Posts Tagged ‘Zionism.’

Turning Back From the Point of No Return – Implications of the Threat to Bomb Iran

August 26, 2010
Jeremy R. Hammond, Foreign Policy Journal, August 26, 2010

The drums for war on Iran have been banging louder than ever lately, with a spate of articles by political commentators either directly encouraging the bombing of the Islamic Republic or otherwise offering a narrative in which this is effectively portrayed as the only option to prevent Iran from waging a nuclear holocaust against Israel. A prominent example of the latter is Jeffrey Goldberg’s article last month in the Atlantic magazine, “The Point of No Return”.[1] Goldberg’s lengthy piece essentially boils down to this: Iran’s pursuit of nuclear weapons poses an existential threat to Israel’s existence comparable to the Nazi Holocaust, and although the U.S. recognizes this threat, the Obama administration is weak, so Israel will have no choice but to act alone in bombing Iran to ensure its own survival.

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Top Ten Myths about the Israeli-Palestinian Conflict

June 19, 2010

Jeremy R. Hammond, Foreign Policy Journal, June 17, 2010

A Palestinian boy throws a stone at an Israeli  tank in the occupied West Bank.

Myth #1 – Jews and Arabs have always been in conflict in the region.

Although Arabs were a majority in Palestine prior to the creation of the state of Israel, there had always been a Jewish population, as well. For the most part, Jewish Palestinians got along with their Arab neighbors. This began to change with the onset of the Zionist movement, because the Zionists rejected the right of the Palestinians to self-determination and wanted Palestine for their own, to create a “Jewish State” in a region where Arabs were the majority and owned most of the land.

For instance, after a series of riots in Jaffa in 1921 resulting in the deaths of 47 Jews and 48 Arabs, the occupying British held a commission of inquiry, which reported their finding that “there is no inherent anti-Semitism in the country, racial or religious.” Rather, Arab attacks on Jewish communities were the result of Arab fears about the stated goal of the Zionists to take over the land.

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The Simplicity of the Israeli-Palestinian Conflict

May 25, 2010

By Jeremy R. Hammond, World Policy Journal, May 25,  2010


Israel-Palestine Map

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This article was originally published at the Palestine Chronicle.

There is a general perception that the reason the Israeli-Palestinian conflict has continued for so long is because it is extremely complex. Nothing could be further from the truth. Placed in historical context, understanding the root cause of the conflict is simple, and in doing so, the solution becomes apparent.

During the late 1800s, a movement known as Zionism arose to establish a Jewish state in Palestine, then a territory under the Ottoman Empire. As a result of World War I, the Ottoman Empire was dissolved and Great Britain and France conspired to divide the territorial spoils of war between themselves. The British became the occupying power of Palestine. The League of Nations issued a mandate effectively recognizing Great Britain as such.

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The U.N. Partition Plan and Arab ‘Catastrophe’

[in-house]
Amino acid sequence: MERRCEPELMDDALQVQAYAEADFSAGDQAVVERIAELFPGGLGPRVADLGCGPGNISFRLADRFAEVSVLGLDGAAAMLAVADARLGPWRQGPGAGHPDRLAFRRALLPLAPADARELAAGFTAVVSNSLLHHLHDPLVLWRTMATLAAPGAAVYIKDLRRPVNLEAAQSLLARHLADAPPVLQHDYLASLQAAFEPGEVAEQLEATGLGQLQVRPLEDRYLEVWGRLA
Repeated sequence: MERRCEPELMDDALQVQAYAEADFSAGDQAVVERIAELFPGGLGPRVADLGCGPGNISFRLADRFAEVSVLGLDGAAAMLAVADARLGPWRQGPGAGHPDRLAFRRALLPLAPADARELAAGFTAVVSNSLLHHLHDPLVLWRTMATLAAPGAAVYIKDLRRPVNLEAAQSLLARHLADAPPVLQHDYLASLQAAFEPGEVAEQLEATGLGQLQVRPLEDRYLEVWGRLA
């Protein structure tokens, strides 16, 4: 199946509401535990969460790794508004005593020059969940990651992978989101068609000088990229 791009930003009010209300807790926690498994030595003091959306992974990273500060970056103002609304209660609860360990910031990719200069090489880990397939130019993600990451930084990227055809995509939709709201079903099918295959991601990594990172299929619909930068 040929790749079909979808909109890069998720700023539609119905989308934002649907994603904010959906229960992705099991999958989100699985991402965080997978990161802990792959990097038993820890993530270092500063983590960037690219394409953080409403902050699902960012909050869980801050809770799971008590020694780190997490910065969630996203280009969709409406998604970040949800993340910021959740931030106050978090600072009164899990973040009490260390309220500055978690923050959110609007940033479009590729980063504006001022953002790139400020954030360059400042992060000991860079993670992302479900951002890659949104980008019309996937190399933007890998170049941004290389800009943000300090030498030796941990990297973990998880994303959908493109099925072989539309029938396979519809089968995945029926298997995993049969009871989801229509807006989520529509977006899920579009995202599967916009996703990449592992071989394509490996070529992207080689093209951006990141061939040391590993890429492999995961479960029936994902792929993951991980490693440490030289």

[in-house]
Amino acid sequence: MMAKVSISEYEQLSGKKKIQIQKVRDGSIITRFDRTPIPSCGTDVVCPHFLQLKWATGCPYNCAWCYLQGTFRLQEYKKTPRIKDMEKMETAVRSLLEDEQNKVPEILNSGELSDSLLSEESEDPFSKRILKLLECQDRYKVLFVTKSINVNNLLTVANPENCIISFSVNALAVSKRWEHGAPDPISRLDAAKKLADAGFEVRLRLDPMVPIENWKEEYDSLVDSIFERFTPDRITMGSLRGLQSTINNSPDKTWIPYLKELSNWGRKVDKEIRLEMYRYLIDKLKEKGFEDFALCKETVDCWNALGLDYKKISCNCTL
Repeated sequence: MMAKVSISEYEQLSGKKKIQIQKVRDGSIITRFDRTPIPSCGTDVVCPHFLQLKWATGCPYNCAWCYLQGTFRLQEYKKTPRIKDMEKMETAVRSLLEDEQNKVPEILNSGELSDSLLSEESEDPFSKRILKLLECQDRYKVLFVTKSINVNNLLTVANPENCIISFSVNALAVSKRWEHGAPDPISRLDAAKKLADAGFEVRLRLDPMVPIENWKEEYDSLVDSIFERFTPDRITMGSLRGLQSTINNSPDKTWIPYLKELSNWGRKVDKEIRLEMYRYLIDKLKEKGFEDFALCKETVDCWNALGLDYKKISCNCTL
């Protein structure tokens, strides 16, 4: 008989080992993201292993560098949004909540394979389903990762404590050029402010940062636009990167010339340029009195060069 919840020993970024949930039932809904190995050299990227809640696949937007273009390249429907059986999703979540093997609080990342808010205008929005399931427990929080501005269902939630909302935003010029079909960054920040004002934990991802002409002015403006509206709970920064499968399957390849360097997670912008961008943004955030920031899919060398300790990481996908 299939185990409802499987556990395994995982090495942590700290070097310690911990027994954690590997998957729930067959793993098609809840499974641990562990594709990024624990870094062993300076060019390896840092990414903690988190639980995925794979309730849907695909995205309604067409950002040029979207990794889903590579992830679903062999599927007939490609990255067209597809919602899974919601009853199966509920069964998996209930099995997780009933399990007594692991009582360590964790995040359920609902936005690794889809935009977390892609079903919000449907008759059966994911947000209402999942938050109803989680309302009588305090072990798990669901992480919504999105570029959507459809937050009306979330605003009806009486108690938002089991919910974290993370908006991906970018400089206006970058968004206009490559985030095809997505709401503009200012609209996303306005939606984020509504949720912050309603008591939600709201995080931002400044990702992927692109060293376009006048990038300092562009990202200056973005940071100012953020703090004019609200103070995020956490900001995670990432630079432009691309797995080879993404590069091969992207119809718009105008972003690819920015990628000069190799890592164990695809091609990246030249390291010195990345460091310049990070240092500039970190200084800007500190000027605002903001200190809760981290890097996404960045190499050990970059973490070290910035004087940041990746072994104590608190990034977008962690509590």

April 14, 2010
by Jeremy R. Hammond, Foriegn Policy Journal, April 13, 2010

The following is excerpted from The Rejection of Arab Self-Determination: The Struggle for Palestine and the Roots of the Arab-Israeli Crisis.

In 1947, Great Britain, unable to reconcile its conflicting obligations to both Jews and Arabs, requested that the United Nations take up the question of Palestine. In May, the U.N. Special Committee on Palestine (UNSCOP) was created by a General Assembly resolution. UNSCOP’s purpose was to investigate the situation in Palestine and “submit such proposals as it may consider appropriate for the solution of the problem of Palestine”.

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Anti-Semitism: Zionism’s Indispensable Alibi

March 20, 2010
Foreign Policy Journal, March 20, 2010
by Maidhc Ó Cathail

Although Zionism typically represents itself as the solution to anti-Semitism, the truth is less flattering. In fact, hostility toward Jews is indispensable to the cause of Jewish nationalism. If anti-Semitism didn’t exist, Zionists would have to invent it. And in many cases that is precisely what they have done.

Contrary to the widespread perception that Zionism opposes anti-Semitism, its adherents have occasionally revealed a more ambivalent attitude to Jew-hatred. In 1895, Theodor Herzl, the founder of modern Zionism, prophetically wrote in his Diaries, “Anti-Semites will become our surest friends, anti-Semitic countries our allies.”

Even the suffering inflicted on European Jewry by the Nazi holocaust doesn’t seem to have unduly tempered such cynicism. In 1995, Jay Lefkowitz, an American government official, told the New York Times Magazine, “Deep down, I believe that a little anti-Semitism is a good thing for the Jews— reminds them who they are.”

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The dark face of Jewish nationalism

March 19, 2010

By Dr Alan Sabrosky, Redress, March 12, 2010

Alan Sabrosky considers the characteristics that differentiate Jewish nationalism from other nationalisms, highlighting in particular its intrinsic extremism, its xenophobia, racism and militarism, its undermining of civic loyalty among its adherents in other countries and its propensity to hatred and racial exclusivity.

Israeli Prime Minister Binyamin Netanyahu once remarked to a Likud gathering that “Israel is not like other countries”. Oddly enough for him, that time he was telling the truth, and nowhere is that more evident than with Jewish nationalism, whether or not one pins the “Zionist” label on it.

“…whereas extremism in other nationalist movements is an aberration, extremism in Jewish nationalism is the norm, pitting Zionist Jews (secular or observant) against the goyim (everyone else)…”